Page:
Repeats: Obamacare, China and Russia
Job creation: In his speech in Harrisburg, Trump again inflated the job growth that has occurred under his tenure by including jobs that were added in January before he was inaugurated, and then generously rounding up.
Trump, April 29: In just these first few months, we’ve created 99,000 new construction jobs, 49,000 new manufacturing jobs, and 27,000 new mining jobs. Who are the miners here? The miners, finally. We’re taking care of our miners. We love our miners. And we have over 600,000 new jobs.
A total of 317,000 jobs have been added during Trump’s presidency, in February and March, according to the Bureau of Labor Statistics. That’s a far cry from “over 600,000,” a figure that’s 89 percent higher than the one Trump should be using.
Trump is counting the jobs that were created in January, which occurred during the last days of the Obama administration. The BLS payroll survey measures jobs as of the pay period containing the 12th day of the month, and Trump took office on Jan. 20.
Even if we add in jobs created in January, the total would be 533,000 — not “over 600,000.”
His figures for construction, manufacturing and mining jobs also wrongly include January. The actual figures for Trump’s tenure are: construction jobs, 65,000; manufacturing jobs, 37,000; mining jobs, 21,300.
The nation has now experienced positive job growth for 77 straight months, with 75 of those under Trump’s predecessor.
Obamacare: Trump once again declared the Affordable Care Act “dead.” He said, “Places like Tennessee have already lost half of their state with the insurance companies.”
He’s wrong about Tennessee and exaggerates the condition of the Affordable Care Act.
As we have written, all eight of Tennessee’s insurance rating areas have at least one carrier offering Affordable Care Act policies in 2017, and three of them have two. Furthermore, insurers offer multiple ACA plans — such as bronze, silver and gold — which offer different coverage plans at different prices, and some companies offer more than one of each level. For example, Cigna sells three bronze plans, four silver plans and one gold plan in greater Nashville, according to the state’s rating plan.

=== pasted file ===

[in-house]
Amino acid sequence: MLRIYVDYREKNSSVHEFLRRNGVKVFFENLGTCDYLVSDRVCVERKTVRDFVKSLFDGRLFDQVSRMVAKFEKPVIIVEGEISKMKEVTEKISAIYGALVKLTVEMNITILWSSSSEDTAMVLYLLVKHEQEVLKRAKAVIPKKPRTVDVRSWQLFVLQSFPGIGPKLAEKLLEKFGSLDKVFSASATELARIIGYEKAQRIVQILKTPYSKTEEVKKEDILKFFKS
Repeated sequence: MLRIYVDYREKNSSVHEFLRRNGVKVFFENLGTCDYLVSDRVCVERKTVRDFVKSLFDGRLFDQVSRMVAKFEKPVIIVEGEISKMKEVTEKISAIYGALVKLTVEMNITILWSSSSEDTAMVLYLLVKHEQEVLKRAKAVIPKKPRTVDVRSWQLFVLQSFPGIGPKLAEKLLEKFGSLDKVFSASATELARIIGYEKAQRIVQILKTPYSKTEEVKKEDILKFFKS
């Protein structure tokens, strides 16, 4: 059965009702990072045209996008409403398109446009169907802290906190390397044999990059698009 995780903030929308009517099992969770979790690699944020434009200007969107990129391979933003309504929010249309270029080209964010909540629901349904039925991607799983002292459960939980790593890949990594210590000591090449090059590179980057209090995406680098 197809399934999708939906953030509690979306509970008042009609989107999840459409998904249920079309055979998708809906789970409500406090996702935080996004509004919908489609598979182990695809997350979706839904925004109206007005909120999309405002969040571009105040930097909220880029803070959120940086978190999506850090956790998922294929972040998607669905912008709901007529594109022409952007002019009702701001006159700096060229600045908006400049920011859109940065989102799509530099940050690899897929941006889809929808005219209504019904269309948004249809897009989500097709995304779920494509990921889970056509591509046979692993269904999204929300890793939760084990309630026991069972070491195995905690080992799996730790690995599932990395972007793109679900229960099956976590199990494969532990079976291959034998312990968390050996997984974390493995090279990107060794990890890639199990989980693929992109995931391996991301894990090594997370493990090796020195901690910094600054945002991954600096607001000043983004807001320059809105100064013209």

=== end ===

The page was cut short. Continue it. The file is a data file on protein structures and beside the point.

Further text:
It’s true that Humana has announced it will not sell insurance on the ACA marketplace next year. “[I]f another insurance company does not enter the market, there will be no Obamacare exchange” in one of the eight ratings area, the greater Knoxville area, as reported by the Tennessean.
As for Obamacare being “dead,” the nonpartisan Congressional Budget Office said in its analysis of a House bill to replace the ACA that the individual health insurance market “would probably be stable in most areas under either current law or the [GOP replacement] legislation.” We wrote about that here.
China Currency: Trump again took undue credit for ending China’s currency manipulation. “Number one, they — as soon as I got elected, they stopped,” he said. “They’re not — it’s not going down anymore, their currency.”
As we have written, economists — including in Trump’s own Treasury Department — say China has not been holding down the value of its currency since 2014 or 2015.
Russia/Uranium: Revisiting a talking point from the 2016 campaign, Trump said, “Hillary [Clinton] did a uranium deal with Russia. Nobody ever talks about that.”
Trump badly distorts the facts of a transaction between Rosatom, the Russian nuclear energy agency, and Uranium One, a Toronto-based company with mining operations in the United States.
As a member of the Committee on Foreign Investments in the United States, which is required to review all U.S. transactions that involve a company owned or controlled by a foreign government, Clinton was one of nine voting members to approve Rosatom’s purchase of Uranium One. As we have written, Clinton alone couldn’t have stopped the deal. The committee can approve a sale, but it cannot stop a sale. “Only the President has the authority to suspend or prohibit a covered transaction,” according to Treasury Department guidelines governing the committee.
Russia/Hacking: Trump once again challenged the U.S. intelligence community’s conclusion that Russia was behind the computer hacks of the Democratic National Committee’s computer networks. He said that “if you don’t catch a hacker, okay, in the act, it’s very hard to say who did the hacking. With that being said, I’ll go along with Russia. Could’ve been China, could’ve been a lot of different groups.”
The Office of the Director of National Intelligence on Jan. 6 released a declassified intelligence report that said it had “high confidence” that Russian President Vladimir Putin “ordered an influence campaign in 2016 aimed at the US presidential election.” Russian intelligence services gained access to Democratic National Committee computers from July 2015 to June 2016, and released hacked material to WikiLeaks and other media outlets “to help President-elect Trump’s election chances,” the report said.